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Posts Tagged ‘book covers’

Chocolate, Jerks, and Other News

July 29, 2013 | by

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  • We all know OMG has some years on it, but, as it turns out, so do unfriend, outasight, and hang out.
  • Some leaves, woman holding a birdcage for some reason, and seventeen other contemporary book-cover clichés.
  • According to a study in the Journal of Environmental Psychology, bookstore sales may benefit from the aroma of chocolate.
  • “One unexpected development of becoming a writer is meeting literary heroes … Unfortunately, sometimes they turn out to be asses, or they hit on you.”
  • [WARNING: the following is disturbing.] The frontispiece of this nineteenth-century book reads, “The leather with which this book is bound is human skin, from a soldier who died during the great Southern Rebellion.” And it is not an idle boast; rather, it’s an example of the (hopefully) lost art of anthropodermic bibliopegy. Read at your own risk.
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    The Funnies, Part 4

    May 2, 2013 | by

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    Kate Beaton on ‘Hark! A Vagrant’

    October 11, 2011 | by

    Kate Beaton makes comics about the Bröntes, Canadians, fat ponies, the X-Men, Hamlet, the American founding fathers, Raskolnikov, gay Batman, Nikola Tesla, Les Misérables, Nancy Drew, Greek myths, and hipsters throughout history. Little is spared her lively pen and waggish, incisive wit. Born in Nova Scotia, Beaton studied history and anthropology, discovering through her university’s newspaper that she could put her knowledge of people, places, and dates to work in a humor column and, later, in comic strips. In 2007, she launched Hark! A Vagrant, which now receives more than a million hits each month. Her new book, of the same name, lampoons Kierkegaard, lumberjacks, Marie Curie, Jay Gatsby, Anne of Cleves, Oedipus, and everyone in between.

    Do you remember the first comic you drew in college?

    It was about Vikings! Vikings invading the school campus. It was a how-to guide for dealing with this breaking news. The Vikings were very interested in biology class, apparently. In comics, everybody is an expert in their own sense of humor, so either you’re funny to someone else or you’re not. And it’s putting yourself out there quite a bit for someone who is a little bit shy, which I was. I didn’t put my name on the first comics I submitted in case people hated them. You don’t want to be that person who’s unfunny. Trying to be funny and not being funny? That’s awful.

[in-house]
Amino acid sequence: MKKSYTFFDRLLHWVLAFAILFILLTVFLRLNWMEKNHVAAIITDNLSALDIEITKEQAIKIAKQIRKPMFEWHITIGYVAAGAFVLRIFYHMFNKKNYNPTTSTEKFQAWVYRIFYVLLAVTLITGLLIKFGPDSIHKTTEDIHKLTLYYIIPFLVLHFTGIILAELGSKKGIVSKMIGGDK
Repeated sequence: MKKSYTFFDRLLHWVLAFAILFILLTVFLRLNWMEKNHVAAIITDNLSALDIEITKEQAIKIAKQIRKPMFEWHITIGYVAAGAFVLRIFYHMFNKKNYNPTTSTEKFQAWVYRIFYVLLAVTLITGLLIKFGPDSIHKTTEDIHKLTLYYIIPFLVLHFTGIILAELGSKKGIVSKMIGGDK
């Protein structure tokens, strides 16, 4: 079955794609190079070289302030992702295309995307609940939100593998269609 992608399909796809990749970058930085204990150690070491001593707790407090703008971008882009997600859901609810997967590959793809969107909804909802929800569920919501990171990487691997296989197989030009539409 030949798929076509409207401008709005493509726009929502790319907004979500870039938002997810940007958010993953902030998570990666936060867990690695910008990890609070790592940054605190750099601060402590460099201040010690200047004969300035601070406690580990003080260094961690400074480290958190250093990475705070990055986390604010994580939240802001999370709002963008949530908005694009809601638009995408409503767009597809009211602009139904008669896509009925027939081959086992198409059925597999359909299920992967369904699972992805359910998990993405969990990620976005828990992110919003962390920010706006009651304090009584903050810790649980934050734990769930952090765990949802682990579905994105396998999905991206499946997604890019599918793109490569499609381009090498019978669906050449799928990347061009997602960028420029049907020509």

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    Charlotte Strick, Paris Review’s Art Editor

    July 15, 2010 | by

    In the middle of redesigning The Paris Review (stay tuned!) our new art editor, Charlotte Strick, takes time out to discuss how she got into the design business. (She's also responsible for the gallery of book jackets you see above.) Read more on FSG's new blog, Work in Progress.

    I've wanted to be a fashion designer since the age of three, because my mom had been a fashion designer in England. I grew up with her talking about what London was like after the war, how it was this burst of color after so much gray. Carnaby Street, and Mary Quant . . . I just thought, wow. That’s what I want to do. Of course, that scene had long since passed when I became an adult. But that was my dream, and I grew up drawing, making little fashion magazines. I made a logo for myself. And I grew up with my father pointing out typography to me, because he had been very involved in the Calligrapher’s Workshop that’s now part of the AIGA. I remember at the age of five, him pointing out, “Look at that sign! That’s a terrible letter j!” I got quite snobby about stuff like that. I wanted to go to art school, I wanted to go to RISD. But my family said, “Go to liberal arts school, be a fine arts major, but study all these other subjects. Then you can go to art school if you really want to.” I went sort of frustrated. I did a lot of painting, I took art history classes. All the time I was drawing and trying to teach myself to sew.

    I came out and I was working for Elie Tahari. At the time they were just branding Theory, which is huge now. There was a girl a few years older than me, who had gone to design school, and she was given the task of designing the Theory logo. I looked over her shoulder and thought, “What is she doing?” I hadn’t been on a computer much at that point . . .

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